The email from a former student arrived last fall when I was in Princeton for the Association of Literary Scholars, Critics, and Writers conference. I smiled remembering Cara, the lovely, gentle, bright young woman who went on from community college to graduate from Berkeley. She reminisced for a few lines, then wrote:
On a slightly different note . . . I got Kafka’s quote, the whole paragraph . . . tattooed across my ribcage, in white, backwards (to read it in the mirror), in my handwriting. It’s pretty intense, and has been so tattooed on my mind, I got it committed in ink as well. It’s a quote I believe in and reference with every piece of art I encounter, written and otherwise.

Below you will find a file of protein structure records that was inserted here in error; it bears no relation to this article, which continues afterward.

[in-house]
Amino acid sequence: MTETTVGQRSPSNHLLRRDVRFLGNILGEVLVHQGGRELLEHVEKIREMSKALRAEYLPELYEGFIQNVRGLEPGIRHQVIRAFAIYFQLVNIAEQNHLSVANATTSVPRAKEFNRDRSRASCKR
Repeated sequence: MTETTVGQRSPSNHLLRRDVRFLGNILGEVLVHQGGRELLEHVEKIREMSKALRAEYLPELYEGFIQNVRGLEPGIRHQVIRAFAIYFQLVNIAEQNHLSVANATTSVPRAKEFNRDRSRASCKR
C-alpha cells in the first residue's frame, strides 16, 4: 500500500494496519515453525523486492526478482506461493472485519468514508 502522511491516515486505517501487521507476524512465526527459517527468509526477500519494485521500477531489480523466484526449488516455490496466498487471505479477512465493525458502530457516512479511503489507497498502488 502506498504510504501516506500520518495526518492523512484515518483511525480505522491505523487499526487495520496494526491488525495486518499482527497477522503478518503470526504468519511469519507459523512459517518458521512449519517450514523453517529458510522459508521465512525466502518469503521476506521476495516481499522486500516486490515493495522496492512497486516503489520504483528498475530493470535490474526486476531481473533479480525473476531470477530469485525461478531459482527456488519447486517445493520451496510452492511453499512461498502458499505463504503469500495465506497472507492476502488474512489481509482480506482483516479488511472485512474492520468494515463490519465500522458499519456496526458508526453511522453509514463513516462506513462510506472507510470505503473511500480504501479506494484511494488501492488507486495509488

Astonished, I recalled that Cara had wept on the final day of the Introduction to Literature course—whose motto was the Kafka quote. Here it is:
I think that we ought to read only the kind of books that wound and stab us . . . We need the books that affect us like a disaster, that grieve us deeply, like the death of someone we loved more than ourselves, like being banished into forests far from everyone, like a suicide. A book must be the axe for the frozen sea inside us.
Cara wrote that “time spent in this class has been my most valuable time spent in school since I was first learning how to read. You have taught me how to read again.” Now, what she experienced had taken on even more personal significance. Kafka, the poet of torment and inscription, would approve.